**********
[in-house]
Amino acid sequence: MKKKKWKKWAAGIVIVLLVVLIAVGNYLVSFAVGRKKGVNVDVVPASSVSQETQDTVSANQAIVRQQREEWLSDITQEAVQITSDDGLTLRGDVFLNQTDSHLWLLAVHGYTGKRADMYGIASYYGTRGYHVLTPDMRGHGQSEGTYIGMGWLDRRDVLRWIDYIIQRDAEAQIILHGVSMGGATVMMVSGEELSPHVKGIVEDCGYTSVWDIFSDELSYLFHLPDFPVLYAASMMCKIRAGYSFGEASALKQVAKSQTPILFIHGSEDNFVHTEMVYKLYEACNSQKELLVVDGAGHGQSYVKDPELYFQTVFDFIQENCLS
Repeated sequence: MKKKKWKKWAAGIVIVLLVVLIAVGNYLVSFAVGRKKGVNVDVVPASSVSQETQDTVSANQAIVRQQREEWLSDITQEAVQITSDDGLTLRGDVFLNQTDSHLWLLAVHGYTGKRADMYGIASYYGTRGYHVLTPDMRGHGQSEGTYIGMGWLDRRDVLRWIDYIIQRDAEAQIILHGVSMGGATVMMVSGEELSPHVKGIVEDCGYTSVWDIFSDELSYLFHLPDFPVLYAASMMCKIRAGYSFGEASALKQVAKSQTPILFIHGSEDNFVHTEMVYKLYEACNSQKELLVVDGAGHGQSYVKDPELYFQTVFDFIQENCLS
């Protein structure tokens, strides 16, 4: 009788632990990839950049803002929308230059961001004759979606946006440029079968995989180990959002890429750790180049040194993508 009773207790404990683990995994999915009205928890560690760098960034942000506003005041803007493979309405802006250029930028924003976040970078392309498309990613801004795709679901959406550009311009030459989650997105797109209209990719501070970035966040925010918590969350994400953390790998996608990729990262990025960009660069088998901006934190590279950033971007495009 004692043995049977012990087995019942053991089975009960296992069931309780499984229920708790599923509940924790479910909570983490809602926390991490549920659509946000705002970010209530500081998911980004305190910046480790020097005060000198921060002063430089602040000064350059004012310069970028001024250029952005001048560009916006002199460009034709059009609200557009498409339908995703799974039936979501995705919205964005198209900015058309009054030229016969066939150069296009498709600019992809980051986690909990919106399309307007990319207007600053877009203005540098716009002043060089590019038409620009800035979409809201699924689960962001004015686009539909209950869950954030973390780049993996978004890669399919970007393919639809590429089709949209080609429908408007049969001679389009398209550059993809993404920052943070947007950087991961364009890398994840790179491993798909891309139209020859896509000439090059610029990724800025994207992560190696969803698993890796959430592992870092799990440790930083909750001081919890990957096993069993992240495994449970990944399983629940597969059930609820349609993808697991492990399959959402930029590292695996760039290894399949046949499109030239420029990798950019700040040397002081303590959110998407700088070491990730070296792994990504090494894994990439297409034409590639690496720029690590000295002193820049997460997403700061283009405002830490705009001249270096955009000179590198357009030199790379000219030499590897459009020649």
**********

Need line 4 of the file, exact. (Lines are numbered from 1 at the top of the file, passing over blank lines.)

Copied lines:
């Protein structure tokens, strides 16, 4: 009788632990990839950049803002929308230059961001004759979606946006440029079968995989180990959002890429750790180049040194993508 009773207790404990683990995994999915009205928890560690760098960034942000506003005041803007493979309405802006250029930028924003976040970078392309498309990613801004795709679901959406550009311009030459989650997105797109209209990719501070970035966040925010918590969350994400953390790998996608990729990262990025960009660069088998901006934190590279950033971007495009 004692043995049977012990087995019942053991089975009960296992069931309780499984229920708790599923509940924790479910909570983490809602926390991490549920659509946000705002970010209530500081998911980004305190910046480790020097005060000198921060002063430089602040000064350059004012310069970028001024250029952005001048560009916006002199460009034709059009609200557009498409339908995703799974039936979501995705919205964005198209900015058309009054030229016969066939150069296009498709600019992809980051986690909990919106399309307007990319207007600053877009203005540098716009002043060089590019038409620009800035979409809201699924689960962001004015686009539909209950869950954030973390780049993996978004890669399919970007393919639809590429089709949209080609429908408007049969001679389009398209550059993809993404920052943070947007950087991961364009890398994840790179491993798909891309139209020859896509000439090059610029990724800025994207992560190696969803698993890796959430592992870092799990440790930083909750001081919890990957096993069993992240495994449970990944399983629940597969059930609820349609993808697991492990399959959402930029590292695996760039290894399949046949499109030239420029990798950019700040040397002081303590959110998407700088070491990730070296792994990504090494894994990439297409034409590639690496720029690590000295002193820049997460997403700061283009405002830490705009001249270096955009000179590198357009030199790379000219030499590897459009020649």